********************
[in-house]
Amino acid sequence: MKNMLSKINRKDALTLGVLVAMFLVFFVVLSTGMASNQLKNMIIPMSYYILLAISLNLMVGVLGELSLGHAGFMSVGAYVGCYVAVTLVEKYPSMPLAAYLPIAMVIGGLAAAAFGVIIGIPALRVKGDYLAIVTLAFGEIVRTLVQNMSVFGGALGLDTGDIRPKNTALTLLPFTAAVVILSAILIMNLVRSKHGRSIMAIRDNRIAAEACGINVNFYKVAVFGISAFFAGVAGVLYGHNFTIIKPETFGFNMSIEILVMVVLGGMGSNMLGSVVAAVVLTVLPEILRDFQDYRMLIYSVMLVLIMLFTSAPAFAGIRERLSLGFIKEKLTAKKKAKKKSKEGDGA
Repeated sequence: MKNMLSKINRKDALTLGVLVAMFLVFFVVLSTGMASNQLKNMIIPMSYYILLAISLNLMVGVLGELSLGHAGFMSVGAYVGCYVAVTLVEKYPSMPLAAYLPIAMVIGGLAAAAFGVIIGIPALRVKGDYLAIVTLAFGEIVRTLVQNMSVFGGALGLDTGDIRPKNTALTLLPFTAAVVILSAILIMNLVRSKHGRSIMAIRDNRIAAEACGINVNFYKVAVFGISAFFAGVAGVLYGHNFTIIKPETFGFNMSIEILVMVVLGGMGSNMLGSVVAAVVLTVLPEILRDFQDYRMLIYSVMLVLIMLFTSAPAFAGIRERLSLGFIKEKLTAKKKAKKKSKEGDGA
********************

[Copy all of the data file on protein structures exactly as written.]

[in-house]
Amino acid sequence: MKNMLSKINRKDALTLGVLVAMFLVFFVVLSTGMASNQLKNMIIPMSYYILLAISLNLMVGVLGELSLGHAGFMSVGAYVGCYVAVTLVEKYPSMPLAAYLPIAMVIGGLAAAAFGVIIGIPALRVKGDYLAIVTLAFGEIVRTLVQNMSVFGGALGLDTGDIRPKNTALTLLPFTAAVVILSAILIMNLVRSKHGRSIMAIRDNRIAAEACGINVNFYKVAVFGISAFFAGVAGVLYGHNFTIIKPETFGFNMSIEILVMVVLGGMGSNMLGSVVAAVVLTVLPEILRDFQDYRMLIYSVMLVLIMLFTSAPAFAGIRERLSLGFIKEKLTAKKKAKKKSKEGDGA
Repeated sequence: MKNMLSKINRKDALTLGVLVAMFLVFFVVLSTGMASNQLKNMIIPMSYYILLAISLNLMVGVLGELSLGHAGFMSVGAYVGCYVAVTLVEKYPSMPLAAYLPIAMVIGGLAAAAFGVIIGIPALRVKGDYLAIVTLAFGEIVRTLVQNMSVFGGALGLDTGDIRPKNTALTLLPFTAAVVILSAILIMNLVRSKHGRSIMAIRDNRIAAEACGINVNFYKVAVFGISAFFAGVAGVLYGHNFTIIKPETFGFNMSIEILVMVVLGGMGSNMLGSVVAAVVLTVLPEILRDFQDYRMLIYSVMLVLIMLFTSAPAFAGIRERLSLGFIKEKLTAKKKAKKKSKEGDGA